An early form had five finger holes instead of six, but this was found to be too awkward to play with sufficient skill. Ocarinas are made primarily from ceramic or plastic today.

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There have been few changes in technique such that most ocarinas can still be played either way; some players prefer using five fingers rather than risking injury to their thumbs by covering two adjacent holes at once.

Ocarinas come in many shapes and sizes, ranging from small, palm-sized instruments to larger instruments capable of producing a more resonant sound. They are often used as children’s toys and for light entertainment in parties or gatherings.

3. Charango

The Charango is a small stringed national instrument in Peruvian music. It was invented during the Viceroyalty of Peru by musicians imitating the Spanish vihuela.

It is traditionally made from an armadillo shell, but it can also be made from wood. Modern charangos are predominantly made from wood, and nowadays, there are many different types of woods available. It will have five courses with two strings each for a total of 10 strings. However, there are other variants too.

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Nowadays, there are electric and hybrid acoustic-electric charangos. There are many variants of Charango, and typically, each variant is named after the town or region it originated in. Some examples are Walaycho, Ronroco, and Charangon.

The Charango belongs to the lute family and originated in the Andean populations post-colonization. The introduction of European stringed instruments by the Spanish is what led to the development of it.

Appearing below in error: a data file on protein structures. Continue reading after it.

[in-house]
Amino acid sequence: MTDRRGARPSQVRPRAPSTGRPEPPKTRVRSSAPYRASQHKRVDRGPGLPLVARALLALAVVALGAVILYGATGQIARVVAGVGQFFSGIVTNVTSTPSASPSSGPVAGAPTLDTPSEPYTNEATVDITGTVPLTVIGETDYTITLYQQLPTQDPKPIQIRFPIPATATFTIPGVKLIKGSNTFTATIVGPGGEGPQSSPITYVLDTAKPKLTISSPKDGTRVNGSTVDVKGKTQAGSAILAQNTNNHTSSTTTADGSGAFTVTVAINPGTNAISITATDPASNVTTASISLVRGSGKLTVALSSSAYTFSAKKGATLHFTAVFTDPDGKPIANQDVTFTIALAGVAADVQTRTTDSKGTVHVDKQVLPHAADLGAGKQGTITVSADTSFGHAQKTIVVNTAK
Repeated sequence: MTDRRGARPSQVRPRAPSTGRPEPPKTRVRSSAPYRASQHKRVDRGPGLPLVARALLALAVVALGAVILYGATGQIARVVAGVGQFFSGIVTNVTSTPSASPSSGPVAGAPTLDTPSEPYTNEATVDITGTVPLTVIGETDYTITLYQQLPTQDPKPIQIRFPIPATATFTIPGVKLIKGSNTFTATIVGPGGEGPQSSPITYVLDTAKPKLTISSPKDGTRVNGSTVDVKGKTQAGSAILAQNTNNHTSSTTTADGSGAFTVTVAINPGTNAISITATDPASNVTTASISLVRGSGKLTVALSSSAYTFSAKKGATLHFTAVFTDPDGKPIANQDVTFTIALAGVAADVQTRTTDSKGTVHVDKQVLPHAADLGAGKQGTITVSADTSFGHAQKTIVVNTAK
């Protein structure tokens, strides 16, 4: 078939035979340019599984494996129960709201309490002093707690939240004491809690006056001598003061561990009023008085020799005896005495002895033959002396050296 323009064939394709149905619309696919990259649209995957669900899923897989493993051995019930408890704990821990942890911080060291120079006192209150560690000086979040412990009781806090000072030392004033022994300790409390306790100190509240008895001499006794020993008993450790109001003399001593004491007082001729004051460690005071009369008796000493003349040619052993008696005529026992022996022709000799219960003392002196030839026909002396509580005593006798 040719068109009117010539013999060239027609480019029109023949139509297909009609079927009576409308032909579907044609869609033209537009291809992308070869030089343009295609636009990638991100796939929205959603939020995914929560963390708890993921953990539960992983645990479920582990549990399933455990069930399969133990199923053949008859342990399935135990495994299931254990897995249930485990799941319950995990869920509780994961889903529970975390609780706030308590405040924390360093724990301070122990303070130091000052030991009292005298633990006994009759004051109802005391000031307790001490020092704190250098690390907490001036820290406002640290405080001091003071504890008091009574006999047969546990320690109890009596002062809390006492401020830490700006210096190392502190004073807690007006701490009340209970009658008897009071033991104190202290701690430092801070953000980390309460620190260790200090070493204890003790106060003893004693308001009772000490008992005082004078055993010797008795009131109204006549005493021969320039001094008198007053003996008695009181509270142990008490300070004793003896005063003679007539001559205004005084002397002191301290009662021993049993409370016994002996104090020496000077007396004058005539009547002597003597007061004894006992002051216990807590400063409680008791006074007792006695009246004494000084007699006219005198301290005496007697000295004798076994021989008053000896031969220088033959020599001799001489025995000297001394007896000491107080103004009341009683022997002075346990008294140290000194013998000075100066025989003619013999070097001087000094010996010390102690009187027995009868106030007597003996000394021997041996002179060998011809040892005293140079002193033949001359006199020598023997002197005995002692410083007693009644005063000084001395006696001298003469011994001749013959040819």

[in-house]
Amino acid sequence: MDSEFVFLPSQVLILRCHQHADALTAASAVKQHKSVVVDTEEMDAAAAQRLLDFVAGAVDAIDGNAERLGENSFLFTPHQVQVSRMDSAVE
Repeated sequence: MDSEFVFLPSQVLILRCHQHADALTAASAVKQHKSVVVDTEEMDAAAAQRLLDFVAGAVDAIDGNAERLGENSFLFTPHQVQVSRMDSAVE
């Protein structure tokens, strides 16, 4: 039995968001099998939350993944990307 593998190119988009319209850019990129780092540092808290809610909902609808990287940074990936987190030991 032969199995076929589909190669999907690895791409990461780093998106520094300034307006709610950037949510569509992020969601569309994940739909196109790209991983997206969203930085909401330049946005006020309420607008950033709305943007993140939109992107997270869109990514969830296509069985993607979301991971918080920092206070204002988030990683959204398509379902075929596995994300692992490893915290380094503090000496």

The Charango forms a significant part of traditional Andean music but is increasingly being adopted by other Latin American musicians.

4. Tarka ( Flutes)

The Tarka is a rectangular flute. It is typically made from wood and has six holes. The mouthpiece is kind of like a whistle and has a small air hole. There is also a free hole at the end. The Tarka takes a lot of breath to play and has a primitive sound that is much darker and penetrating than other block flutes.

There are three variants of the tarka: big, medium, and small. These are usually played together as part of a large ensemble with percussion instruments like the tinya.

It is typically made by artisans from the western regions of Peru. Sometimes these artisans make really intricate pieces with color that just look and sound phenomenal. The Tarka was a part of tribal ceremonies and was used to mimic bird sounds.